Technology can be described to have four causes: (1) substance (the material composition and determination); (2) form (the formal arrangement and disposition); (3) agent (the efficient movement and transformation); and (4) function (the final motivation and adaptation). The objective of norms is the reflection of scientific natural order in social and technical order. Science as natural philosophy can be divided from philosophy by its investigation of latent phenomena as physics (the mechanics or cause of matter, motion, force and energy), in contrast to metaphysics (the technics or magic of form, function, verity and reality). Normalisation—with impartial and technical attestation the core medulla or marrow—is a guardian in the maintenance and protection of (1) the universality and equity of commerce and relation, (2) the verity and reality of discourse and communication, (3) the uniformity and normality in reproduction and measurement. International technical normalisation, whether pan-Atlantean, planetary or worldwide (weltweit, mondial, mondiale), through independent verification and validation of specifications, indications, designations and prerequisites for a product, service, or system assures the coordination necessary for economic well-being in industrial society. This commensurable civilisation is a figurative paragon, a modular, normal, comparative and evaluative acute stone for whetting, honing, sharpening and touching. The harmony of normal (statistical, aspirational and functional expectation, or typical, habitual and usual regularity) forms euphony from cacophony. Consistent quality of the goods and services (products and processes) produced and processed by industrial and material organisations is necessary for the satisfaction of the desires of clients. Quality control and design of the mass production systems of equipment (instruments, implements, and components) necessitates structural responsibility, sustainability, and transparency. Statistical measures and analysis aid in calibration and the identification of corrective and preventive actions for normal regular conformity and continuous technical progress.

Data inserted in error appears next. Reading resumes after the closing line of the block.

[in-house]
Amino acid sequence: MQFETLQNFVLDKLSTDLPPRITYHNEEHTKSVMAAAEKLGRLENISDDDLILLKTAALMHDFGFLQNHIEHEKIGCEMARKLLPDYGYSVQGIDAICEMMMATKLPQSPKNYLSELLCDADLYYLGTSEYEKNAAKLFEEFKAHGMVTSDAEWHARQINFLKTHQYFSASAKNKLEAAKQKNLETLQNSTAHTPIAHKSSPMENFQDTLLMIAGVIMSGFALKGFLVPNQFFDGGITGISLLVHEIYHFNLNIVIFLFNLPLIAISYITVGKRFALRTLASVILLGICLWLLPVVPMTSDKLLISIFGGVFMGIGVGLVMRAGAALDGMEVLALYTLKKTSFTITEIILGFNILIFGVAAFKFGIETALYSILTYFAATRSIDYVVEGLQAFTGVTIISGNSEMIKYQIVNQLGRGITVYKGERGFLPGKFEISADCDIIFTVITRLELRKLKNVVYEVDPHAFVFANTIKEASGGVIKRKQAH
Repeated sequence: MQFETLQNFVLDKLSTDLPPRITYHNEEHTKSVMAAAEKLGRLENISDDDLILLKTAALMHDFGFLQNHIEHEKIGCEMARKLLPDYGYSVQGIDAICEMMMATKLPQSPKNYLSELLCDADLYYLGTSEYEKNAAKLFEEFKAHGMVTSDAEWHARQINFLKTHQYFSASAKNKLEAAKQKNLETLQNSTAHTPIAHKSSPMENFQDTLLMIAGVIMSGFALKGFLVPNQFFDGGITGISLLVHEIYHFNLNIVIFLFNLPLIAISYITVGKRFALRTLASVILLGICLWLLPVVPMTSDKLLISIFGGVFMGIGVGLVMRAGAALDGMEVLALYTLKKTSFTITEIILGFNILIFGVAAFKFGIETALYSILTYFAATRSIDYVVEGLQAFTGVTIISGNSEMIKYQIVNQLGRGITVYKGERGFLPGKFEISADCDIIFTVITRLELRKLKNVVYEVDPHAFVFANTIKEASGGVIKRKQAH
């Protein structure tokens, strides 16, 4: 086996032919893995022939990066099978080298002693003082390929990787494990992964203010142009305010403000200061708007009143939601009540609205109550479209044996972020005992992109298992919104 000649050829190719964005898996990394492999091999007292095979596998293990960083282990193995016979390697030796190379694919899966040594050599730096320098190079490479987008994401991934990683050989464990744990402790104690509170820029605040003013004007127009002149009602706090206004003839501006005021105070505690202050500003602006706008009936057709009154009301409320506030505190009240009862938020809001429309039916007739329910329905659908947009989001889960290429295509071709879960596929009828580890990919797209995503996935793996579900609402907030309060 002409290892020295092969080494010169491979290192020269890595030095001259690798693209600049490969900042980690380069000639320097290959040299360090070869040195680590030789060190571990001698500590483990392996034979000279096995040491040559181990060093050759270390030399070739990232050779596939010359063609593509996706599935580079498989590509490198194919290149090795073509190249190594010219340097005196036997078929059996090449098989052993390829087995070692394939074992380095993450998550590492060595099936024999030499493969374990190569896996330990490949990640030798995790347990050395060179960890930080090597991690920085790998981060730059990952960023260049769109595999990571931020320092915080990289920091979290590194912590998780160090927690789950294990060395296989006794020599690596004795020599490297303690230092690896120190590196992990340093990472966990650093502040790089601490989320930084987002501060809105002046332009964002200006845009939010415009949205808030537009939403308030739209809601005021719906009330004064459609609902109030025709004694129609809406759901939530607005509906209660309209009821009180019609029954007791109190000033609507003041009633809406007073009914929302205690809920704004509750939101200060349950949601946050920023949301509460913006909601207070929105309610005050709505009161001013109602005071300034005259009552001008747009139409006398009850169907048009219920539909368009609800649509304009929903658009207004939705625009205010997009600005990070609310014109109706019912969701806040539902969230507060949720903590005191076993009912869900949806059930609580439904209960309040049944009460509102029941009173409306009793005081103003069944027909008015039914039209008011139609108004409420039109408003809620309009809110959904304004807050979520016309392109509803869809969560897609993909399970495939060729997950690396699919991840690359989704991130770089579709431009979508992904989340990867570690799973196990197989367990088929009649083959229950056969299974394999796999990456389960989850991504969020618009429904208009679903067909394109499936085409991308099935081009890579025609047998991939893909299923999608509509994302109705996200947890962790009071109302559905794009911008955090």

The Atlantean Normalisation Institute (Atlantiden Normungsinstitut, Institut atlantéen de normalisation, Istituto atlantideo de normalizzazione) or ANI is the electrical and mechanical engineering standards organisation that cooperates with the International Electrotechnical Commission (Internationale Elektrotechnische Kommission, Commission électrotechnique internationale, Commissione elettrotecnica internazionale) or IEC, within the International Telecommunications Union (Internationale Fernmeldeunion, Union internationale des télécommunications, Unione internazionale delle telecomunicazioni) or ITU, and within the International Organisation for Standardisation (Internationale Organisation für Normung, Organisation internationale de normalisation, Organizzazione internazionale per la normazione) or ISO (although not an acronym but an abbreviated name in reference to the Greek word isos or ίσος, meaning "equal"). All four are headquartered in Geneva, also home to the International Committee for Weights and Measures (Internationales Komitee für Gewicht und Maß, Comité international des poids et mesures, Comitato internazionale dei pesi e delle misure) or ICWM. The ICWM normalises the weights and measures utilised as quantitative (base and derived) units of calibres (of form) and gauges (of function), which are the temporal, material, spatial, thermal, electrical, and luminal "metres" of dimension. The decimal metric system has legally replaced that of all sectors of industry, including pharmaceutical apothecaries and construction measurements. The ANI specifies harmonised technical norms for structural design and engineering in the Atlascodes. These norms apply to domestic, commercial and industrial construction of buildings, edifices, erections and bastions to assure security, stability, salvation and fortification. They are symbolic of the mythical columns as a mundane and human invention that sustain the celestial spheres on the terrestrial sphere (a circle rotated around any of its diameters, such that a circle is analogous to a sphere and a disc to a ball). The ANI conducts the compulsory certification by conformity mark on products that have compliance with Atlascode regulation, which is enforceable in AU member states. The mark of the estimation sign (℮) marks conformity (satisfaction) of the nominal quantity of content to permitted tolerance (tolerable error). Like the ICWM, the ITU, ISO, and IEC form working groups of experts, as a joint committee of authorities, to decide on technical standards or norms (Normen, normes, norme).